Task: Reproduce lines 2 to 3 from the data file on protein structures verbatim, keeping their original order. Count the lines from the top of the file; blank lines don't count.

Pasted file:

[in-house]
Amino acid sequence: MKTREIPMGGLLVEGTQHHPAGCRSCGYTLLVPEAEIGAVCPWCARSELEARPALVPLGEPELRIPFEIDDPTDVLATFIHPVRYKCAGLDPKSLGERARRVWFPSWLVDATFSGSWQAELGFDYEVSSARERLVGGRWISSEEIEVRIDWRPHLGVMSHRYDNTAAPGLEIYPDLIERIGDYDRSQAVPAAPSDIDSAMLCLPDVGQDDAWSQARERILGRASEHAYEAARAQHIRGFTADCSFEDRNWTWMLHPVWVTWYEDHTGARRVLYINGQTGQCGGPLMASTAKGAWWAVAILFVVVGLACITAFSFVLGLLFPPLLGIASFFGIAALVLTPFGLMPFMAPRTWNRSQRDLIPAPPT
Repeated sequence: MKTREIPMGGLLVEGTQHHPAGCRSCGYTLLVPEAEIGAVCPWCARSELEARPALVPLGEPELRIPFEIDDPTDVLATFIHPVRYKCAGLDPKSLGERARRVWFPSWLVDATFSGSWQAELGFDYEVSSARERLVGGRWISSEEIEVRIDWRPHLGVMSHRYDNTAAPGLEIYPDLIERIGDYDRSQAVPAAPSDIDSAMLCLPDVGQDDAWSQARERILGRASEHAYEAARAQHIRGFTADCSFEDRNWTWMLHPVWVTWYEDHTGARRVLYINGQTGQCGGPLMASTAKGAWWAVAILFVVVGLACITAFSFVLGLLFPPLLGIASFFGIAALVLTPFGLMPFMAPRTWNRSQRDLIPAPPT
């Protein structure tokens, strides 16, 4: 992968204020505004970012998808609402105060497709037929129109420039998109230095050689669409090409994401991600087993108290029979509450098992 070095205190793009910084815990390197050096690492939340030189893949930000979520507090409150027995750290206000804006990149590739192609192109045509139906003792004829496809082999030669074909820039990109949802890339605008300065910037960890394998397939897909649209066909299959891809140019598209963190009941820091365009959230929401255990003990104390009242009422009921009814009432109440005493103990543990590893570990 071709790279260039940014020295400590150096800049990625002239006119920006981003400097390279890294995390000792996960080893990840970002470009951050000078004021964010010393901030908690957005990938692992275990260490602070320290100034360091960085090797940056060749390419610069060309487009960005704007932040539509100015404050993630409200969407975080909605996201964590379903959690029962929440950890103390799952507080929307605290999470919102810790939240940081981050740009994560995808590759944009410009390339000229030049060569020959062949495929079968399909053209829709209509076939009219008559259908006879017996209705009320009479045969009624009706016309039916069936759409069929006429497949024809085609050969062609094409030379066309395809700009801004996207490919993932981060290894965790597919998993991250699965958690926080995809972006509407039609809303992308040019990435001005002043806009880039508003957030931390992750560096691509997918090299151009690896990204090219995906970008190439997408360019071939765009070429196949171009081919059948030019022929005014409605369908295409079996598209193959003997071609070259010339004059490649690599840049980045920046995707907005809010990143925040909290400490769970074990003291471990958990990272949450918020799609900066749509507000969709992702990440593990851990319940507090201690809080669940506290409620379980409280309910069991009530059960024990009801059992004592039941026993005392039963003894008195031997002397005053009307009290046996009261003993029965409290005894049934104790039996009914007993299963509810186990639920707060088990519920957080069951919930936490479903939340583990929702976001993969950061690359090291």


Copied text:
Amino acid sequence: MKTREIPMGGLLVEGTQHHPAGCRSCGYTLLVPEAEIGAVCPWCARSELEARPALVPLGEPELRIPFEIDDPTDVLATFIHPVRYKCAGLDPKSLGERARRVWFPSWLVDATFSGSWQAELGFDYEVSSARERLVGGRWISSEEIEVRIDWRPHLGVMSHRYDNTAAPGLEIYPDLIERIGDYDRSQAVPAAPSDIDSAMLCLPDVGQDDAWSQARERILGRASEHAYEAARAQHIRGFTADCSFEDRNWTWMLHPVWVTWYEDHTGARRVLYINGQTGQCGGPLMASTAKGAWWAVAILFVVVGLACITAFSFVLGLLFPPLLGIASFFGIAALVLTPFGLMPFMAPRTWNRSQRDLIPAPPT
Repeated sequence: MKTREIPMGGLLVEGTQHHPAGCRSCGYTLLVPEAEIGAVCPWCARSELEARPALVPLGEPELRIPFEIDDPTDVLATFIHPVRYKCAGLDPKSLGERARRVWFPSWLVDATFSGSWQAELGFDYEVSSARERLVGGRWISSEEIEVRIDWRPHLGVMSHRYDNTAAPGLEIYPDLIERIGDYDRSQAVPAAPSDIDSAMLCLPDVGQDDAWSQARERILGRASEHAYEAARAQHIRGFTADCSFEDRNWTWMLHPVWVTWYEDHTGARRVLYINGQTGQCGGPLMASTAKGAWWAVAILFVVVGLACITAFSFVLGLLFPPLLGIASFFGIAALVLTPFGLMPFMAPRTWNRSQRDLIPAPPT